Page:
Mechanical properties and strain fatigue lives of insulation polymers
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Insulation polymers are not well characterized for their mechanical properties particularly in terms of fatigue strains. This article aims to examine the durability and strain fatigue lives of three commonly used cable insulation polymers, viz., (1) polyvinyl chloride (PVC), (2) crosslinked polyethylene (XLPE), and (3) polyphenylene ether (PPE) under selected strain and temperature ranges. The tensile properties of these materials were measured using an Instron testing machine at constant and controlled loading rates. Fatigue tests were performed at three selected temperatures, −40, 25, and 65 °C, to characterize the temperature effects on fatigue life. From the tensile test results, it was observed that PVC and XLPE are ductile and exhibit significantly more elongation prior to breaking, while PPE exhibits brittle behavior. When the loading rate is increased, there is an improvement in the tensile strength of PPE and elastic modulus of PPE and PVC. The durability of XLPE under strain fatigue testing was the largest, followed by PVC and PPE. The strain fatigue lives of PVC and XLPE decreased drastically at −40 °C and demonstrated a noted increase at 65 °C compared to fatigue lives at room temperature. This trend was not observed in PPE where the strain fatigue life showed improvement at both lower and higher temperatures.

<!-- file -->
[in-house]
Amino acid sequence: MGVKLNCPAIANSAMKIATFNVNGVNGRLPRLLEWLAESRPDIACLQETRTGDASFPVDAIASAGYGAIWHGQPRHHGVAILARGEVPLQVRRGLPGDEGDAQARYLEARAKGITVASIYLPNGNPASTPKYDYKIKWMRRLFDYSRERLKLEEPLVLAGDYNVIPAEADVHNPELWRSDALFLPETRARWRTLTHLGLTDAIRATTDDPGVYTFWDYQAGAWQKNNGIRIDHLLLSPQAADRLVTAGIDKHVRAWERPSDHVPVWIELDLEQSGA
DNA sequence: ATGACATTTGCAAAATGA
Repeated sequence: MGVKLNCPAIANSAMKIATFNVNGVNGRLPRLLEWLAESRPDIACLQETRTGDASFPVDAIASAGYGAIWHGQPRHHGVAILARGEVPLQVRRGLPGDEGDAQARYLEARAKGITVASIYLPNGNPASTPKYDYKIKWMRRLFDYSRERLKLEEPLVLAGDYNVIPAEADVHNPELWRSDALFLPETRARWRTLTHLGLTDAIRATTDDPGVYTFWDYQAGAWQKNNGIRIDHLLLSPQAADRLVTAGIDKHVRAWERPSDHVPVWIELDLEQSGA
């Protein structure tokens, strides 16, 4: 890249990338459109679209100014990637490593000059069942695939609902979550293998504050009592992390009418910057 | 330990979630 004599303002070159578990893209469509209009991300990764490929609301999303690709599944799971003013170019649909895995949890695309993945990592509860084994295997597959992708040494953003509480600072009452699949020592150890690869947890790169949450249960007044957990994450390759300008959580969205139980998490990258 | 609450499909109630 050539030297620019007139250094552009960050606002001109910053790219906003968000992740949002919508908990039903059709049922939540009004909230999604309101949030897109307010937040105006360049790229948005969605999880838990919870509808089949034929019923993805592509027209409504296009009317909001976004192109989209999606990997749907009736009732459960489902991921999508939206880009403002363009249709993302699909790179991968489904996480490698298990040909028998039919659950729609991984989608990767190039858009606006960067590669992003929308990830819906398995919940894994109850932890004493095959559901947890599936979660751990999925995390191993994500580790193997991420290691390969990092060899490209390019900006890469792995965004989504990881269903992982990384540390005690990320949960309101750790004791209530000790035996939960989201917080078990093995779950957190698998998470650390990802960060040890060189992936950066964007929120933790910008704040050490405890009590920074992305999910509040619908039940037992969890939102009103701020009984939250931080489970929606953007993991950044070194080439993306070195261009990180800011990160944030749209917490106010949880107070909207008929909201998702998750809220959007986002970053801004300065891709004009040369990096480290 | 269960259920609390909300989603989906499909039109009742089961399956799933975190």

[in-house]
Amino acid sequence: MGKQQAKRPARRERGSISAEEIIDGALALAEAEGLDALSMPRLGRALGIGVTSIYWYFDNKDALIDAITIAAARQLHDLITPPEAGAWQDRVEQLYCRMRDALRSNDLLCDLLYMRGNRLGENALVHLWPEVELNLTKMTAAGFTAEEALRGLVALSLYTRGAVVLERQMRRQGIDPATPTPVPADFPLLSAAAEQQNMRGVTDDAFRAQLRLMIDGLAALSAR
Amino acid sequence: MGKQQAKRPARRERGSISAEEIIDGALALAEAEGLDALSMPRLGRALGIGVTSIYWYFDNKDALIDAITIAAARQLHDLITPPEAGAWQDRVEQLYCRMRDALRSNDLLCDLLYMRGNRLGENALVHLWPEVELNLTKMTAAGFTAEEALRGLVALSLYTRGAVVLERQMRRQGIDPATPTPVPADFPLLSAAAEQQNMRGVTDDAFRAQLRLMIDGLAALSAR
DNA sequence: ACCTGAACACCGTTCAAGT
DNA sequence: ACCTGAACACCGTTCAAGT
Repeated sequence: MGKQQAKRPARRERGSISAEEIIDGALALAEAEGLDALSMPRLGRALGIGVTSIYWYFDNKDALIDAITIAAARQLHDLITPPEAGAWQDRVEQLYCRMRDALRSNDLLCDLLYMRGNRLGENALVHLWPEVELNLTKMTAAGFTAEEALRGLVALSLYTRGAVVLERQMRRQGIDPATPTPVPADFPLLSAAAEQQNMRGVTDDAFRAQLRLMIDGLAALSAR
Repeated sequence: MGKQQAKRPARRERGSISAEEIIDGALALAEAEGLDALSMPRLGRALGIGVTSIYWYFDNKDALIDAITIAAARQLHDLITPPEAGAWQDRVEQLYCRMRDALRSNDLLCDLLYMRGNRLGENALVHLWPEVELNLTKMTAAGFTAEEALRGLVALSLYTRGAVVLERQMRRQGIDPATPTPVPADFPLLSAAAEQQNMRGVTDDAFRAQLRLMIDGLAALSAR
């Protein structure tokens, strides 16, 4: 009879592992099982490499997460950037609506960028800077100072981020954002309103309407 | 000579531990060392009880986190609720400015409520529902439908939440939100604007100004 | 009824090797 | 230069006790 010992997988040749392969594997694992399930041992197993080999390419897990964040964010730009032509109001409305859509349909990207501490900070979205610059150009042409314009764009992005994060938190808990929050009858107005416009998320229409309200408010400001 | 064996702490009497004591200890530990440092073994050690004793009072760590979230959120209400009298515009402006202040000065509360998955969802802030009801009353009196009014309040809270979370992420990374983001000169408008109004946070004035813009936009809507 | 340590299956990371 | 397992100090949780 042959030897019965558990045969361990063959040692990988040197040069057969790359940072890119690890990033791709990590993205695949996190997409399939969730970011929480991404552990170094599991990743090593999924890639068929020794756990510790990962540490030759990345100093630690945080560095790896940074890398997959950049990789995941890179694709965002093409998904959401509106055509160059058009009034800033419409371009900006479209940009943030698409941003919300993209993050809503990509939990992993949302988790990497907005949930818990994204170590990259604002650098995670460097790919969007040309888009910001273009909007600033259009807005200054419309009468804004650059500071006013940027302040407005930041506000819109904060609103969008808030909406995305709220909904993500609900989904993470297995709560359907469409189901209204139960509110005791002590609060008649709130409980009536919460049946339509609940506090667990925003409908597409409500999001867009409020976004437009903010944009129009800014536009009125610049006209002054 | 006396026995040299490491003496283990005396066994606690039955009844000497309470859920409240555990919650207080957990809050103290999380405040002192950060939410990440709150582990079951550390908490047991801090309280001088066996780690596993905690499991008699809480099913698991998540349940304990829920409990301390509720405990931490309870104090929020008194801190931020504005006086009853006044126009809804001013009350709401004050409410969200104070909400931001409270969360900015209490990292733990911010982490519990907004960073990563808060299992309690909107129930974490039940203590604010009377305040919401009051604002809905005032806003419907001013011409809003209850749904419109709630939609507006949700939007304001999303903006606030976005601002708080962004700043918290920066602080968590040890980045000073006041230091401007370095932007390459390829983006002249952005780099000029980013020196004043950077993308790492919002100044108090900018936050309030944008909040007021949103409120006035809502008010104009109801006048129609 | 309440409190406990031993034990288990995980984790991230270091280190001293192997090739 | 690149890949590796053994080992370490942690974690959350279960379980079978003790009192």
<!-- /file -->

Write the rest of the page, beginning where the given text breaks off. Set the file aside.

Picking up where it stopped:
KeywordsFatigue Fatigue Life Dynamic Mechanical Analysis True Strain Volumetric Strain
SCW thanks the ASEE Summer Faculty Program and R. Andrew McGill at the U.S. Naval Research Laboratory.
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